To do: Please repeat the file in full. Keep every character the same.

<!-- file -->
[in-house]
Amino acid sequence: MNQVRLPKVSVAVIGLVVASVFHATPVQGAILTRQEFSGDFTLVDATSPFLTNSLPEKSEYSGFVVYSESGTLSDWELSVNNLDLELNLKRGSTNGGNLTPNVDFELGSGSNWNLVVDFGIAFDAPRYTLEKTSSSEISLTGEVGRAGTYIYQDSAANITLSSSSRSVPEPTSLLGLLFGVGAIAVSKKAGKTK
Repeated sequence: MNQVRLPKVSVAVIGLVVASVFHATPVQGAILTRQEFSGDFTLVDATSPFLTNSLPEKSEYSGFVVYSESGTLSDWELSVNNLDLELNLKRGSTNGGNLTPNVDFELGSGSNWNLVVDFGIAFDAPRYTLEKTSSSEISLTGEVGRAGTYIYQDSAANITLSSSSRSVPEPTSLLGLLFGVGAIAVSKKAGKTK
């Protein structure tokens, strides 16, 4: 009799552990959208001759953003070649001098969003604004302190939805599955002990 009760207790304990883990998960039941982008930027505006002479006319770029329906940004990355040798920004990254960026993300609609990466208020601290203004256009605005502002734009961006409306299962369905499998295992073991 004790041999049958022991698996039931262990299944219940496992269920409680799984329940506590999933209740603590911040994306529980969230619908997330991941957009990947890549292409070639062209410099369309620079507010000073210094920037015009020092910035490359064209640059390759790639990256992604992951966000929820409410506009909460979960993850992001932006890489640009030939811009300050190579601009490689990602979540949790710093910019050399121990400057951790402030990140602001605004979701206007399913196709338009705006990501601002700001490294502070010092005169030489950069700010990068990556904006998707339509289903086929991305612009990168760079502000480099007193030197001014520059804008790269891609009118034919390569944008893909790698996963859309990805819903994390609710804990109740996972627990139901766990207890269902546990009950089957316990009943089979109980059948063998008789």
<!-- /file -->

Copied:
[in-house]
Amino acid sequence: MNQVRLPKVSVAVIGLVVASVFHATPVQGAILTRQEFSGDFTLVDATSPFLTNSLPEKSEYSGFVVYSESGTLSDWELSVNNLDLELNLKRGSTNGGNLTPNVDFELGSGSNWNLVVDFGIAFDAPRYTLEKTSSSEISLTGEVGRAGTYIYQDSAANITLSSSSRSVPEPTSLLGLLFGVGAIAVSKKAGKTK
Repeated sequence: MNQVRLPKVSVAVIGLVVASVFHATPVQGAILTRQEFSGDFTLVDATSPFLTNSLPEKSEYSGFVVYSESGTLSDWELSVNNLDLELNLKRGSTNGGNLTPNVDFELGSGSNWNLVVDFGIAFDAPRYTLEKTSSSEISLTGEVGRAGTYIYQDSAANITLSSSSRSVPEPTSLLGLLFGVGAIAVSKKAGKTK
């Protein structure tokens, strides 16, 4: 009799552990959208001759953003070649001098969003604004302190939805599955002990 009760207790304990883990998960039941982008930027505006002479006319770029329906940004990355040798920004990254960026993300609609990466208020601290203004256009605005502002734009961006409306299962369905499998295992073991 004790041999049958022991698996039931262990299944219940496992269920409680799984329940506590999933209740603590911040994306529980969230619908997330991941957009990947890549292409070639062209410099369309620079507010000073210094920037015009020092910035490359064209640059390759790639990256992604992951966000929820409410506009909460979960993850992001932006890489640009030939811009300050190579601009490689990602979540949790710093910019050399121990400057951790402030990140602001605004979701206007399913196709338009705006990501601002700001490294502070010092005169030489950069700010990068990556904006998707339509289903086929991305612009990168760079502000480099007193030197001014520059804008790269891609009118034919390569944008893909790698996963859309990805819903994390609710804990109740996972627990139901766990207890269902546990009950089957316990009943089979109980059948063998008789």